Staying the course: the Fourth Plenum and China’s future

Staying the course: the Fourth Plenum and China’s future

The highly anticipated event did not produce outline a leadership transition as many had expected.

WHAT’S HAPPENING?

After several days of closed-door meetings, the Fourth Plenum of the Chinese Communist Party (CCP) concluded and revealed the CCP’s agenda for the coming months.

KEY INSIGHTS

– Beijing looks set to take a more active role in dealing with the Hong Kong crisis through ‘legal means’, including possible changes to how Chief Executives are selected
– Despite rumours to the contrary, President Xi Jinping remains steadfast in his authority and looks to have consolidated his power, with the plenum endorsing his policies and the status quo
– A lack of discussion of economic issues and necessary reforms risks possible stagnation in the economy

NO KABOOM?

In late October, the Political Bureau of the Communist Party of China (CPC) held the fourth plenum of the Nineteenth Party Congress, attended by over 300 full and alternative members of the Party’s Central Committee. The plenum sessions were conducted behind closed doors and the only official information on the discussions was featured in the communiqué released by the Central Committee.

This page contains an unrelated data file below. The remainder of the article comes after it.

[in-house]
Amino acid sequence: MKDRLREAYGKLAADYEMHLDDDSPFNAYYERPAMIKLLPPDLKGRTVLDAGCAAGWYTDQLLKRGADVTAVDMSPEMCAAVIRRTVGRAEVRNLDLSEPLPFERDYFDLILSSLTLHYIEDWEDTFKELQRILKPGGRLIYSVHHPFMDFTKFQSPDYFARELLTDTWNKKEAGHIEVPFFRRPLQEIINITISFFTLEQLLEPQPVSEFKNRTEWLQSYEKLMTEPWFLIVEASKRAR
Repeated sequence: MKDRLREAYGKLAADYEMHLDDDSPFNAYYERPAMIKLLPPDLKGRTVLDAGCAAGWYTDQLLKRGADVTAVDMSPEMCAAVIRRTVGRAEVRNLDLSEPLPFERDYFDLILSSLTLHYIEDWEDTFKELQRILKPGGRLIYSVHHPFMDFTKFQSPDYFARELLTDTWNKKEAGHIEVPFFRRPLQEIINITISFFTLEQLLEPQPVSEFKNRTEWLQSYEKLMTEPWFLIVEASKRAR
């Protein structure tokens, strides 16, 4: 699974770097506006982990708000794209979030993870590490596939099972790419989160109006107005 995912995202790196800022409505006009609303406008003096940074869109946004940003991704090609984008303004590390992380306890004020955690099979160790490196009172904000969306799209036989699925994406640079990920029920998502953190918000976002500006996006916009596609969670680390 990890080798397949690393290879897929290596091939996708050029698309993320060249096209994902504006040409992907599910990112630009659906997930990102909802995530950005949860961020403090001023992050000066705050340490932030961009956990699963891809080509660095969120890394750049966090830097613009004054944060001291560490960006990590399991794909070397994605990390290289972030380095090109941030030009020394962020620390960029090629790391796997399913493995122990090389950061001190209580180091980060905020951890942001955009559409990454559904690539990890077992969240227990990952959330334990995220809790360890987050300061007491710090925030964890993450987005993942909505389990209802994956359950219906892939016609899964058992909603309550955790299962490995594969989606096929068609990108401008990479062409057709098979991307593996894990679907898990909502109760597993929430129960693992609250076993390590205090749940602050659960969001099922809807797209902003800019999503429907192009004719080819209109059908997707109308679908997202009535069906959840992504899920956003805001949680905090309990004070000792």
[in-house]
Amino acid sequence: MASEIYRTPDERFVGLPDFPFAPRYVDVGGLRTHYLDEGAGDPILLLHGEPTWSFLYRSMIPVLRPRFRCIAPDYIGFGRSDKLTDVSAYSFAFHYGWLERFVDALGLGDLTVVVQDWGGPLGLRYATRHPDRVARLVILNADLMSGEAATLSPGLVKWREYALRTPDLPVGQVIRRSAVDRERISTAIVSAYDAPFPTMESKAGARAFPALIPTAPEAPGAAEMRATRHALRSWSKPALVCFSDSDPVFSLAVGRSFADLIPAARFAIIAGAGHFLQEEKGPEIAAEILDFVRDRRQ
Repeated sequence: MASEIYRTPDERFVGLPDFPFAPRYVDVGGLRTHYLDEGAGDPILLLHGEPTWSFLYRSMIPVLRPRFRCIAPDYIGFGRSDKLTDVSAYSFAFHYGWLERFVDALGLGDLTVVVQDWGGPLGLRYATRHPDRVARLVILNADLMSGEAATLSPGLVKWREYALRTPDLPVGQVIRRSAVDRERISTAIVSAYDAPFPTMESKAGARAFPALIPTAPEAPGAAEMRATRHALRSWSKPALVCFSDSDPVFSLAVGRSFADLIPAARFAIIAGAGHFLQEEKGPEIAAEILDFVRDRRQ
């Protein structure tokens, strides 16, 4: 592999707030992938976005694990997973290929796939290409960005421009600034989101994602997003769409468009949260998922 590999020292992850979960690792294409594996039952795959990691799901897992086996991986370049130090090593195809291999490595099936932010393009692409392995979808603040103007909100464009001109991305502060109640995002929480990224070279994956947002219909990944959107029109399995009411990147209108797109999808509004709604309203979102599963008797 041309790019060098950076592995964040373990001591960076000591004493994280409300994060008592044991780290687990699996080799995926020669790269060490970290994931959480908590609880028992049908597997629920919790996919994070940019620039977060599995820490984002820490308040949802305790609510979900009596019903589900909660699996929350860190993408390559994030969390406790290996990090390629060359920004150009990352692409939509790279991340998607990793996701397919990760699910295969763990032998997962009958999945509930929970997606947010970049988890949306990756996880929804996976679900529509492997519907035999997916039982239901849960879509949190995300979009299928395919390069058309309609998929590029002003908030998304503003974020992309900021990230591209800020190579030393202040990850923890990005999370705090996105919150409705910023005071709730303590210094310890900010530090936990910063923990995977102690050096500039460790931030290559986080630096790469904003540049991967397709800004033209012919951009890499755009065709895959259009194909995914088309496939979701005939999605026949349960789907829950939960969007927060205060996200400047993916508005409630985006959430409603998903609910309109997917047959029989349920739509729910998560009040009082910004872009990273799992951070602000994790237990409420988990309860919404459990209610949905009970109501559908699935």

Faced with a number of setbacks and concerns, President Xi and his faction’s hold over the Party were rumoured to have diminished. The Hong Kong protests, the trade war with the US and a slowing economy have created an opportunity to challenge Xi’s standing. The plenum was also rumoured to have been delayed: the last meeting was conducted in February 2018, leaving the longest gap between plenums in the post-Mao era.

This led to rumours of possible changes in the party’s leadership, perhaps even a lessening of Xi’s control. The rumours included the possible expansion of the Standing Committee from seven to nine members and signalling of Chongqing CPC Secretary (and Xi ally) Chen Min’er as a successor to Xi. Neither of these changes occurred, as the only personnel announcements were full membership being granted automatically to two alternative members, Ma Weiming and Ma Zhengwu, due to their long involvement in the Party.